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Thread: Just a day looking for used lathes...

  1. #1

    Just a day looking for used lathes...

    I was looking for a lathe before I started making my own and I still browse the ads even though I'm near completion. And there are some machines that, if I had the money, I would definitely do some bargaining to have them.


    For example, who wouldn't buy such a lathe (just for having it around and maybe come with a use for it)?
    https://www.car.gr/parts/view/6870977/

    https://www.car.gr/parts/photos/6870977/
    1,4 m faceplate diameter, 2 m width of cut, 3 m slide.
    For 2400 euros. Maybe ask for 2000?

    Or who doesn't like something like this (cause these damn things are so relaxing to watch):

    https://www.car.gr/parts/photos/9070656/
    https://www.car.gr/parts/view/9070656/
    For 2200 euros. Maybe ask for 1500?

    Or, my favorite, something like this:

    https://www.car.gr/parts/photos/9177990/
    https://www.car.gr/parts/view/9177990/
    A Craftsman AA109 for 500 euros! Imperial (of course), swing (or diameter?) not sure, 35 cm distance between centers.

    Sadly I could only afford the last one IF it was priced maybe a little more than half. It sounds expensive buying a 50-year-old (?), and probably worn out, piece of machinery that "turns" in imperial units.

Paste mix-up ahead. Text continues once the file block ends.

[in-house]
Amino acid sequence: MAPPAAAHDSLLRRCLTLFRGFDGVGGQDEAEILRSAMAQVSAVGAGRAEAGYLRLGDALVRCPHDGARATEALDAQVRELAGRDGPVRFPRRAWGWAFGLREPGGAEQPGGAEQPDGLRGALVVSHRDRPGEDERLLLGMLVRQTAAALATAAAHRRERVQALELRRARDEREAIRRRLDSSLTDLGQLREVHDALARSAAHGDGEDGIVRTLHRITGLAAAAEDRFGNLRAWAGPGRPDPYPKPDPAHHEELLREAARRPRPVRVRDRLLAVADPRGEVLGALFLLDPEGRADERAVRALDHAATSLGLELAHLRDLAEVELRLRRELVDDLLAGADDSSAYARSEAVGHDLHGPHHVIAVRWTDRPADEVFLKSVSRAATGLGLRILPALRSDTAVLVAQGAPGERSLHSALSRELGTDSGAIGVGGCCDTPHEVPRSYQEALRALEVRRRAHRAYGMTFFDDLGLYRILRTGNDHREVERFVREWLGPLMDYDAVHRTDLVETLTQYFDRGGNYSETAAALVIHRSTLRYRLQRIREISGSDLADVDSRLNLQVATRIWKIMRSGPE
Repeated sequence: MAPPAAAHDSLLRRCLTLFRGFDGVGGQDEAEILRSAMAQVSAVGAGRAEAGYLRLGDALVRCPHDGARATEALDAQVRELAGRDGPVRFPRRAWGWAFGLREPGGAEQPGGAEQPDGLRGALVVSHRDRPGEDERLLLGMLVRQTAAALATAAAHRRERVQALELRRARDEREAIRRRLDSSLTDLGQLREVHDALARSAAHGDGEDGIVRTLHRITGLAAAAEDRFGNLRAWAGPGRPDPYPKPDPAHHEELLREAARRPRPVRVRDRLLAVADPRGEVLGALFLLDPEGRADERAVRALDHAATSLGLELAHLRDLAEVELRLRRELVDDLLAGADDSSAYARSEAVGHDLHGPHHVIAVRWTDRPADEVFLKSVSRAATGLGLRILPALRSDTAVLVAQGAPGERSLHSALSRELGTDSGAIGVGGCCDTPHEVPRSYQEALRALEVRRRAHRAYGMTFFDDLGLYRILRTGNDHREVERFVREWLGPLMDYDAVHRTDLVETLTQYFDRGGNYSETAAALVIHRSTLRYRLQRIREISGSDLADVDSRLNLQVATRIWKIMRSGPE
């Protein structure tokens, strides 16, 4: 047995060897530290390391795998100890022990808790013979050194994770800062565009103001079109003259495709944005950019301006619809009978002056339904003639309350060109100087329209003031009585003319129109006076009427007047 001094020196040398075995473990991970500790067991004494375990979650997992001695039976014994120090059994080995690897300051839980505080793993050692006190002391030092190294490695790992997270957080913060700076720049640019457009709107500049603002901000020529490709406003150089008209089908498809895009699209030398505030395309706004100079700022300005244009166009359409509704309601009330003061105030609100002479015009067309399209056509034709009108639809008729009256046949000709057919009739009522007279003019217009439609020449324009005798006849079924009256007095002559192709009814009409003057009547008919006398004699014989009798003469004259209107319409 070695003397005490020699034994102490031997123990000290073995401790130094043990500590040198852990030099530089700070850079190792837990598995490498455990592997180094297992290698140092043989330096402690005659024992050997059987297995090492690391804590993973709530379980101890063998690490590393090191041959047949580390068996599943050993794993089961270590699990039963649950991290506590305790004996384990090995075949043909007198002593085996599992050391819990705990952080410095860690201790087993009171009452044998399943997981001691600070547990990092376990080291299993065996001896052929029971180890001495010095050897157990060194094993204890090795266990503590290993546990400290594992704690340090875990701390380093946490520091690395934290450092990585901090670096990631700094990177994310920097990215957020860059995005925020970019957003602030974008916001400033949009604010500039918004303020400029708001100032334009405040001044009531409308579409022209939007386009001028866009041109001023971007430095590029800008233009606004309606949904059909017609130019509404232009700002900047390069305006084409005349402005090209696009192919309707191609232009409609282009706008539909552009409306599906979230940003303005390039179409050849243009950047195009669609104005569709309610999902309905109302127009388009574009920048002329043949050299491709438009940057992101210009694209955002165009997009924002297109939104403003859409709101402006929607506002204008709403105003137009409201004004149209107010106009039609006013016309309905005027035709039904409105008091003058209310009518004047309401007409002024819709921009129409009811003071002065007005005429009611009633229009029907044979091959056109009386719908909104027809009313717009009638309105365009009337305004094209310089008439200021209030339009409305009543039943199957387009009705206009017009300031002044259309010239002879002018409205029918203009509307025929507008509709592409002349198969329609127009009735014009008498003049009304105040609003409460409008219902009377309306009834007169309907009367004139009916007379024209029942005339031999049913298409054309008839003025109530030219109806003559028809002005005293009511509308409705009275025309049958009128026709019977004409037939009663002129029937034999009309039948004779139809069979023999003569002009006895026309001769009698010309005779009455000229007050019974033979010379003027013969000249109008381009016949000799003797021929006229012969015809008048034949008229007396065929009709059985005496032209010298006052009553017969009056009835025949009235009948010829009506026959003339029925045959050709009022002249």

Lots of machinery shops going out of business due to retirement (and the crisis) in Greece. There is a lot of "old steel" looking for new homes.

    I actually might call that guy and see if the lathe is still around...
    I found that trying to find what I need and then make it work with what I have, is more trouble than designing what I want and doing it.
    me

    "Quick decisions are unsafe decisions."
    Sophocles

  2. #2
    Senior Member TRYPHON974's Avatar
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    I wouldn't buy the Craftman, at least not at this price. It's very appealing but it's old, was weak when new and is probably worn out now.
    http://www.deansphotographica.com/ma.../109/109a.html


    The big guy with the 1.4m plate is built like a wooden lathe, those you use to turn giant bowl salad. I don't know what it was meant for, spinning, giant rotors?
    Jack of all trades, master of none.
    http://fournaisedupiton.blogspot.com/

  3. #3
    Senior Member nudge's Avatar
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    That is one BIG lathe!
    If the spelins rong blam the wife!

    How to build a Nudge burner (oil)

  4. #4
    3D, if I were you, I'd be looking for an Atlas or Atlas-built Craftsman lathe. The Craftsman's used a 101 prefix model number. I have a Craftsman 101-07403, 12x24 lathe that does me quite nicely. Inital purchase was $300 USD, but it was missing a fair number of needed parts, so at this point, I've got about $1000 USD total in it.
    The beauty of having one of the 101 series, is that Clausing, in Michigan, owns the rights to the Atlas lathes, and they still make new parts. There's also a fair used parts market, and there's always pieces listed on Ebay.
    Depending on your needs, you might just want an old Atlas 618, (6"x18") Look for one that does not have bolts holding down caps for the headstock spindle. Those are old-style babbit bearings, while a solid cast housing is Timken, tapered-roller bearings. (Not saying babbit bearings are bad, but it is old technology.)

    Roger

  5. #5
    Quote Originally Posted by TRYPHON974 View Post